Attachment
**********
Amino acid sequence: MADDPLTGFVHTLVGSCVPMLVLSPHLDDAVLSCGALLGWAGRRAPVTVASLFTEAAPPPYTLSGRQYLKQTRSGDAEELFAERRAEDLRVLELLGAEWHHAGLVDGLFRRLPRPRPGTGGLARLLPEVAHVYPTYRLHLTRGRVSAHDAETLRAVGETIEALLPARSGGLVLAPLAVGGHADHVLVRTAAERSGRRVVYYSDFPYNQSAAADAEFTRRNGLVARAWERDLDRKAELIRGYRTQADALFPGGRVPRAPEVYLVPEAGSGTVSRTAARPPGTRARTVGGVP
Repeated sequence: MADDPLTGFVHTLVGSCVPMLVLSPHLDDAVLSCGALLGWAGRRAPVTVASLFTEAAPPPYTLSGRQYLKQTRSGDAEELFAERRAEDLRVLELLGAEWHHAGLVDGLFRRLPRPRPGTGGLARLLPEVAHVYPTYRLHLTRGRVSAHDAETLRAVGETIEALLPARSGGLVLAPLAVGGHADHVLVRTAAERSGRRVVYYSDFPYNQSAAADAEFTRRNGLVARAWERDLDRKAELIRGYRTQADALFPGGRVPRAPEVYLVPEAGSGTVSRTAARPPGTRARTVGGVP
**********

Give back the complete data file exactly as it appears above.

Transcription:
Amino acid sequence: MADDPLTGFVHTLVGSCVPMLVLSPHLDDAVLSCGALLGWAGRRAPVTVASLFTEAAPPPYTLSGRQYLKQTRSGDAEELFAERRAEDLRVLELLGAEWHHAGLVDGLFRRLPRPRPGTGGLARLLPEVAHVYPTYRLHLTRGRVSAHDAETLRAVGETIEALLPARSGGLVLAPLAVGGHADHVLVRTAAERSGRRVVYYSDFPYNQSAAADAEFTRRNGLVARAWERDLDRKAELIRGYRTQADALFPGGRVPRAPEVYLVPEAGSGTVSRTAARPPGTRARTVGGVP
Repeated sequence: MADDPLTGFVHTLVGSCVPMLVLSPHLDDAVLSCGALLGWAGRRAPVTVASLFTEAAPPPYTLSGRQYLKQTRSGDAEELFAERRAEDLRVLELLGAEWHHAGLVDGLFRRLPRPRPGTGGLARLLPEVAHVYPTYRLHLTRGRVSAHDAETLRAVGETIEALLPARSGGLVLAPLAVGGHADHVLVRTAAERSGRRVVYYSDFPYNQSAAADAEFTRRNGLVARAWERDLDRKAELIRGYRTQADALFPGGRVPRAPEVYLVPEAGSGTVSRTAARPPGTRARTVGGVP